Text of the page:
The Social Currency of Open Source

June 24, 2020

Come In We're Open

I spent the first year of my first programming job afraid to ask for help. I was the new guy on a team full of older, more experienced engineers and they didn’t know if I was in the right place. I didn’t know if I was in the right place. I made little lists of all my teammates, careful not to ask any one of them too much and certain to never ask the same question twice.

There was a hierarchy on the team and I was on the bottom. The rules were simple. Help was our currency; the people above you gave it and the people below you needed it. Every time someone helped you they went up a little and you went down a little more.

At the end of that first year I climbed to the next rung on the ladder and someone finally asked me for help. Nobody asked again for another six months. And so it went. I slowly climbed a little higher, careful to never ask for help from anyone below me.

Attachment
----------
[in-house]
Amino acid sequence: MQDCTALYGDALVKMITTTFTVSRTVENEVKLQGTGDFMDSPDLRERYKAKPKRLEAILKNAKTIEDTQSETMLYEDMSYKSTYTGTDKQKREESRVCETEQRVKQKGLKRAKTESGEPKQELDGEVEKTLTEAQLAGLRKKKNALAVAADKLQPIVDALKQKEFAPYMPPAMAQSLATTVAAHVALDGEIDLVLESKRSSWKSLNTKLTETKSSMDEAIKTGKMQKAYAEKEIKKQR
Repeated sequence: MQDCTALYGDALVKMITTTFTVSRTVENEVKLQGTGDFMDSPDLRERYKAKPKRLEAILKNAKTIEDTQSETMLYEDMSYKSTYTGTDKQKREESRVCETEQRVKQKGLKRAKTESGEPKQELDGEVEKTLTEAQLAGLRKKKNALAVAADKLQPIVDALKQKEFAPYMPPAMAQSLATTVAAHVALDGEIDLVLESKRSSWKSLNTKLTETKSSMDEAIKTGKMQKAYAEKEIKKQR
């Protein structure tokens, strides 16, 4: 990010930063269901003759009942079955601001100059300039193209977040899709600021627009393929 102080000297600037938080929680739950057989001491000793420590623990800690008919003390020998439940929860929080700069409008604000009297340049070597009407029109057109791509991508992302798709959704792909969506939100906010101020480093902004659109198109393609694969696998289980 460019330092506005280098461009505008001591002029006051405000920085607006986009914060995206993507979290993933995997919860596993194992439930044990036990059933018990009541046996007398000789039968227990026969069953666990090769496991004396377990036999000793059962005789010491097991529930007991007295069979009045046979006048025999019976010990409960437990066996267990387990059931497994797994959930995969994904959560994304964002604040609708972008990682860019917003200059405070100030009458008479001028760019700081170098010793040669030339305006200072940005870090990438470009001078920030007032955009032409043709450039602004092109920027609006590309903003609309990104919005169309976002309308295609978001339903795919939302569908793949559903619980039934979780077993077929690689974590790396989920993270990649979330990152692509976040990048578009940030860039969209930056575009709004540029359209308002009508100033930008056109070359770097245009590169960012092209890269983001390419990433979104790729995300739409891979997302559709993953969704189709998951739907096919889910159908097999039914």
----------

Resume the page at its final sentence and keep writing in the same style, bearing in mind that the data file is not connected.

Hierarchical teams are common everywhere. Giving help is seen as strength and asking for help as weakness. The catch-22 is that asking for help is the best way to get better at your job and move up the ladder. Open source software turns this pattern on its head.

Open source projects can’t afford the overhead of making their members climb the ladder, but they also don’t have much to offer those who do. Raises, promotions, and corner offices don’t mean much to a group of volunteer hackers working remotely. Open source projects (at least some of them) rebuild the ladder and trade help in a different way.